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IDC: Storage software surging

Worldwide sales of software for tasks such as data backup grew 18 percent in the fourth quarter, thanks partly to efforts to comply with regulations.

The storage software market jumped by 18 percent in the fourth quarter of 2003, thanks partly to efforts by companies to meet data-handling regulations and prepare for disasters.

Research firm IDC released on Monday a study showing that the worldwide market for software designed for such things as backing up data grew to $1.78 billion in the last three months of last year, up from $1.51 billion in the fourth quarter of 2002. For the entire year, storage software revenue rose 8 percent year over year, to $6.29 billion.

EMC led the storage software market in the fourth quarter with 31.7 percent revenue share, IDC said. EMC's figure reflects the combined results of EMC and Legato Systems, which EMC acquired last October. Veritas Software was in second place with 21.9 percent market share, followed by Computer Associates with 9.8 percent.

"As we begin to move away from the most recent downturn, the storage software market is enjoying the positive effects of data centers, which are investing heavily to secure, manage and protect their digital assets," John McArthur, an analyst at IDC, said in a statement.

Spending on storage software remains lower than spending on storage hardware. But software is becoming more central to organizations, as they seek to squeeze more out of their storage gear and cut administration costs.

Another impetus for storage software purchases is organizations' need to comply with new rules related to data retention, including the Sarbanes-Oxley Act, said Bill North, an analyst at IDC.

"The storage resource management market benefited from the wider adoption of more integrated software to manage complex networked storage environments, while the backup and replication markets were propelled by a combination of increased storage hardware spending and the need to support disaster recovery and regulatory compliance initiatives," North said in a statement.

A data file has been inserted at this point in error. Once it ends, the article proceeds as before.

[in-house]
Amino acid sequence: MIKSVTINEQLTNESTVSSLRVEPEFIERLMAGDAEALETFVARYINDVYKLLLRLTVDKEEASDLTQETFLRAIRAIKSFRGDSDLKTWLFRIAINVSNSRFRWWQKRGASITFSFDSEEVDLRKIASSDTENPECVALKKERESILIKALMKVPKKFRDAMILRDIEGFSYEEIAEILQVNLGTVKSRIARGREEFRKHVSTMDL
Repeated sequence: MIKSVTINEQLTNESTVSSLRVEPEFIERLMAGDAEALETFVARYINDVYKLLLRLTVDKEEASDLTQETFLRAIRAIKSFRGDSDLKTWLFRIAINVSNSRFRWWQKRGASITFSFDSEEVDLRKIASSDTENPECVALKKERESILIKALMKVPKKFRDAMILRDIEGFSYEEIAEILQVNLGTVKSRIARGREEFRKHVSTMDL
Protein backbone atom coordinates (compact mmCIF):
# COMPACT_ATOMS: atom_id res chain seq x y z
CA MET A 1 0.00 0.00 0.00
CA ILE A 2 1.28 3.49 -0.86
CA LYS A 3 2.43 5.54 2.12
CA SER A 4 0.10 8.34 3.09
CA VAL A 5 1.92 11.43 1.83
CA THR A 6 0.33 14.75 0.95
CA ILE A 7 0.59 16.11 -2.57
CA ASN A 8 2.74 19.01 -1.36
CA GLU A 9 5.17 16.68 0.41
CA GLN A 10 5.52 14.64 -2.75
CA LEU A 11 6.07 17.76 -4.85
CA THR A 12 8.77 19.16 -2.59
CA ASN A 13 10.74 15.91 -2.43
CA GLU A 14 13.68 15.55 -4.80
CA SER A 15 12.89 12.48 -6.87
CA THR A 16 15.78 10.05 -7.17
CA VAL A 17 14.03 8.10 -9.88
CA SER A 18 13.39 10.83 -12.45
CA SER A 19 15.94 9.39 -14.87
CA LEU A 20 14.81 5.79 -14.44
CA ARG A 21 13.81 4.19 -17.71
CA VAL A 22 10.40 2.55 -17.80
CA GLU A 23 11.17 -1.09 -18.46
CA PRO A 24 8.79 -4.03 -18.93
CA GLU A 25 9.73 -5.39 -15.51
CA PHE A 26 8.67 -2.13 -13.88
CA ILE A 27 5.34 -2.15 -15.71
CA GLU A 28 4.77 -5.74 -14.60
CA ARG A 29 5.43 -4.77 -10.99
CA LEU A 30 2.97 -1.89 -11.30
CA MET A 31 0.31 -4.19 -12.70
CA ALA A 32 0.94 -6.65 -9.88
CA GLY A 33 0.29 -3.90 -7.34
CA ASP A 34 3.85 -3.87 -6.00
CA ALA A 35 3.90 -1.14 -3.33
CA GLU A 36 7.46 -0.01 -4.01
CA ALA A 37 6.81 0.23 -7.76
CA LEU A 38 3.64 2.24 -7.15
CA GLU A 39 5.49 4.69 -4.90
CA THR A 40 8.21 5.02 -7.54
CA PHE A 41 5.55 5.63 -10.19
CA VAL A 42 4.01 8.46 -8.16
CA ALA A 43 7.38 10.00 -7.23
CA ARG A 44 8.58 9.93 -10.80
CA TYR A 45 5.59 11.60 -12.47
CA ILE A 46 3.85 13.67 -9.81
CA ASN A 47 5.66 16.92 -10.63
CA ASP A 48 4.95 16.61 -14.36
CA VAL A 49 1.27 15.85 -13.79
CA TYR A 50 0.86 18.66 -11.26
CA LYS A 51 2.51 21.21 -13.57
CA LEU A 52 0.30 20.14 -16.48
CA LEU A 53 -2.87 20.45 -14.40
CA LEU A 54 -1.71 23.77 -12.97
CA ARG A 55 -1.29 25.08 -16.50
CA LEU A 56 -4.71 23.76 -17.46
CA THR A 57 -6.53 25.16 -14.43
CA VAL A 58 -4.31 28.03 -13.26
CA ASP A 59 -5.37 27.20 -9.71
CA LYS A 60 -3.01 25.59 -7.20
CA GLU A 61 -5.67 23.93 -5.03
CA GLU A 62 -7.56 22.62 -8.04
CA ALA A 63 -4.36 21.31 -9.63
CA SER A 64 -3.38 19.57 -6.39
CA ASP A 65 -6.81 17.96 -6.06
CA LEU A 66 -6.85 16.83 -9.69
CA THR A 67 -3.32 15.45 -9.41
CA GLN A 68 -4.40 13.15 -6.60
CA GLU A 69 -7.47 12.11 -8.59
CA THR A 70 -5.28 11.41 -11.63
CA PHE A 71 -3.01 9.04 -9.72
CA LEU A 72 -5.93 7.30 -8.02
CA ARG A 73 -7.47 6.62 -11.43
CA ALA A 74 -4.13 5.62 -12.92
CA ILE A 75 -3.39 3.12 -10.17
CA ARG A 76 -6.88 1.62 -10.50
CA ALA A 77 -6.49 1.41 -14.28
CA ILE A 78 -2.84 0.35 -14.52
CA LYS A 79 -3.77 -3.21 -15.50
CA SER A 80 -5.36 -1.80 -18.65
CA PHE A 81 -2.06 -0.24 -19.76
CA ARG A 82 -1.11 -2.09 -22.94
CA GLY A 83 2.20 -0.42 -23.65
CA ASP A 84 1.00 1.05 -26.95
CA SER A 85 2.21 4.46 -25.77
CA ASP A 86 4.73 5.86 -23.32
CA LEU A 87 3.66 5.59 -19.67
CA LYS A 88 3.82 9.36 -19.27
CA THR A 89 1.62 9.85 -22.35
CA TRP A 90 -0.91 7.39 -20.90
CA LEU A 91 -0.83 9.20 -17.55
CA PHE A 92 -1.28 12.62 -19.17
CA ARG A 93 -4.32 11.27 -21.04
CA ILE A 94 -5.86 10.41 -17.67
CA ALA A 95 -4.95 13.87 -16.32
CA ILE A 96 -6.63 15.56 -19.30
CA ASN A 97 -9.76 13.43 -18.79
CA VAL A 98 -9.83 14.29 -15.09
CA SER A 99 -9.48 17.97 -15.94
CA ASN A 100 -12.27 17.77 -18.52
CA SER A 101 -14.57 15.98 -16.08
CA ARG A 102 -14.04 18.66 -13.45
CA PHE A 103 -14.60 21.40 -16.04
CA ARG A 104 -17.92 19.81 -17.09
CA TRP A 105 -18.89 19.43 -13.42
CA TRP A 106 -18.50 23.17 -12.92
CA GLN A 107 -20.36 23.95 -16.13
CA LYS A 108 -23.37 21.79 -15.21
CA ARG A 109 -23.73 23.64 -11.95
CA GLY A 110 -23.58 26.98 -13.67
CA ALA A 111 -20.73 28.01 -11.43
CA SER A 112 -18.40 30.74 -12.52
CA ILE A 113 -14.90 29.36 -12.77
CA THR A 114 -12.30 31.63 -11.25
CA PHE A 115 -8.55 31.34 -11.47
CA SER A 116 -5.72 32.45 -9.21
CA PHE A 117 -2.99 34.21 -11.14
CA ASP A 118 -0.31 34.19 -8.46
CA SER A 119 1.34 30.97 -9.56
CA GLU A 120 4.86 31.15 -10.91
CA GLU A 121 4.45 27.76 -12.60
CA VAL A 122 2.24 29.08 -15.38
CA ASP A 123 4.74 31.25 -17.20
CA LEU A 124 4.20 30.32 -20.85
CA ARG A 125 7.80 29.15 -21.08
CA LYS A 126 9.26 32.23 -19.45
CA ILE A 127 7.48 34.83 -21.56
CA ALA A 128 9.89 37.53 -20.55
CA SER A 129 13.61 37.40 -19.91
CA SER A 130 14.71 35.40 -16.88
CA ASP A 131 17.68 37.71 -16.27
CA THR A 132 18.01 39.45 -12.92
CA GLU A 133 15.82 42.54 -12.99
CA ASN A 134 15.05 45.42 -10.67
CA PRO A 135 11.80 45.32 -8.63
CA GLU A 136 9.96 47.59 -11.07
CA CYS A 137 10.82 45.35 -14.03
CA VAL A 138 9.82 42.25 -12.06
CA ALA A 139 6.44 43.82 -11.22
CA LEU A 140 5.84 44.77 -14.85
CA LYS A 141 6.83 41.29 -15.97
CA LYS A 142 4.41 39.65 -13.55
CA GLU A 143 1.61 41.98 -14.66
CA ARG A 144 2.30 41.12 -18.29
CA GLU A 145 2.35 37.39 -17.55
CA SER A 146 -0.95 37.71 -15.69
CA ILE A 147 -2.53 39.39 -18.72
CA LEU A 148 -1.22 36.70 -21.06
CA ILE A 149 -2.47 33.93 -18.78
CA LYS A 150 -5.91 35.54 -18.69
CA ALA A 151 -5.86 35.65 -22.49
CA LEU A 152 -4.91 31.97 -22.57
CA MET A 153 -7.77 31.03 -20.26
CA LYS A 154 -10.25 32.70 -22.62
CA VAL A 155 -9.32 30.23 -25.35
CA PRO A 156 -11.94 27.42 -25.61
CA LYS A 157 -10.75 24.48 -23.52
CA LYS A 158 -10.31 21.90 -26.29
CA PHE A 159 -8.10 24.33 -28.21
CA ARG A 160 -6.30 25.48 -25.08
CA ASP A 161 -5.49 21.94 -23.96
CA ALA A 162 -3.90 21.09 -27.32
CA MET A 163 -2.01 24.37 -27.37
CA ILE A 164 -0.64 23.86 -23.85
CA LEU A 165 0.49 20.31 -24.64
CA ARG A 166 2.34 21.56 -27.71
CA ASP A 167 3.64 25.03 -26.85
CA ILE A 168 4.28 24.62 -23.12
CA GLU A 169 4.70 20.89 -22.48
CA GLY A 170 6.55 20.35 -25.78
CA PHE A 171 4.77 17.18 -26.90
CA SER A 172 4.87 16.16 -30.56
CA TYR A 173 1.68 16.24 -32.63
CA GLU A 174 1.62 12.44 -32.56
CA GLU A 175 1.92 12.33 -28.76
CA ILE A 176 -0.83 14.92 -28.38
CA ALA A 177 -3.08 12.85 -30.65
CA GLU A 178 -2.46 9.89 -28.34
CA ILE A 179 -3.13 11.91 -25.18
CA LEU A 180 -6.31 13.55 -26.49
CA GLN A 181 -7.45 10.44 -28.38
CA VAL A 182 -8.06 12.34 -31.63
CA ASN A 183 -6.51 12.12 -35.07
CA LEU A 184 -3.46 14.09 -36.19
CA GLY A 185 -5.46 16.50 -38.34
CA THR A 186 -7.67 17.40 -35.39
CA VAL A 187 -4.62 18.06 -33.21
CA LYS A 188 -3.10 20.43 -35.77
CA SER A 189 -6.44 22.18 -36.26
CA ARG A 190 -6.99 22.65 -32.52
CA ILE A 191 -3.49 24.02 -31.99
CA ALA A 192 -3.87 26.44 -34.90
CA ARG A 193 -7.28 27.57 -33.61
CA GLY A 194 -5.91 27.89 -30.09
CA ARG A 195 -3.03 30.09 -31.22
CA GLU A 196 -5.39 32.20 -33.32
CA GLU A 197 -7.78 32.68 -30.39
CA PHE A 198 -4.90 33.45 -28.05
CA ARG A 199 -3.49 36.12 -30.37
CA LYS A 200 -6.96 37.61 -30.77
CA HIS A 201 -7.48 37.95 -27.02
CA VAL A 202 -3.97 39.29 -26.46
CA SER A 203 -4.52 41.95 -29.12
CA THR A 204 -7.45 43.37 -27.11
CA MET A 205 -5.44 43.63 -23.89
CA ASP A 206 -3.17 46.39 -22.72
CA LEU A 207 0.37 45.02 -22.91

IDC breaks down the storage software market into three main categories. Storage resource management software refers to products designed to ease the handling of storage devices and networks. Backup and archiving software tackles tasks such as copying data sets and recovering information in case of a failure. Replication software includes products that continuously copy, or "mirror," data from one location to another.

Revenue from EMC and Legato in the fourth quarter grew 25.7 percent year over year to $563 million, when looking at the combined results of the companies, according to IDC. Viewed in this fashion, EMC-Legato's market share rose from 29.6 percent in the fourth quarter of 2002.

North said part of EMC's momentum stems from the fact that potential Legato customers no longer worry as much as they used to that Legato may fold. "They don't have to ask that question so much, now that Legato's part of EMC," he said.

Veritas' fourth-quarter storage software revenue rose 21.3 percent year-over-year to $389 million, and its market share increased 0.7 percentage points, according to IDC.

Computer Associates' fourth-quarter storage software revenue rose 11.4 percent to $174 million, but its market share slid 0.5 percentage points, IDC said.

IBM's storage software sales climbed 9.4 percent in the fourth quarter to $148 million, according to IDC. But its market share dropped from 8.9 percent in the fourth quarter of 2002 to 8.3 percent in the fourth quarter of 2003.

Hewlett-Packard, however, gained ground in the storage software market in the fourth quarter, according to IDC. Its revenue grew 28 percent year over year to $141 million, and its market share rose from 7.3 percent in the fourth quarter of 2002 to 7.9 percent in the most recent quarter, IDC said.

North said he expected storage software growth to continue this year, with additional fuel coming from data lifecycle management offerings. Information lifecycle management refers to technology and services to keep track of data and store it on the appropriate equipment, as it ages.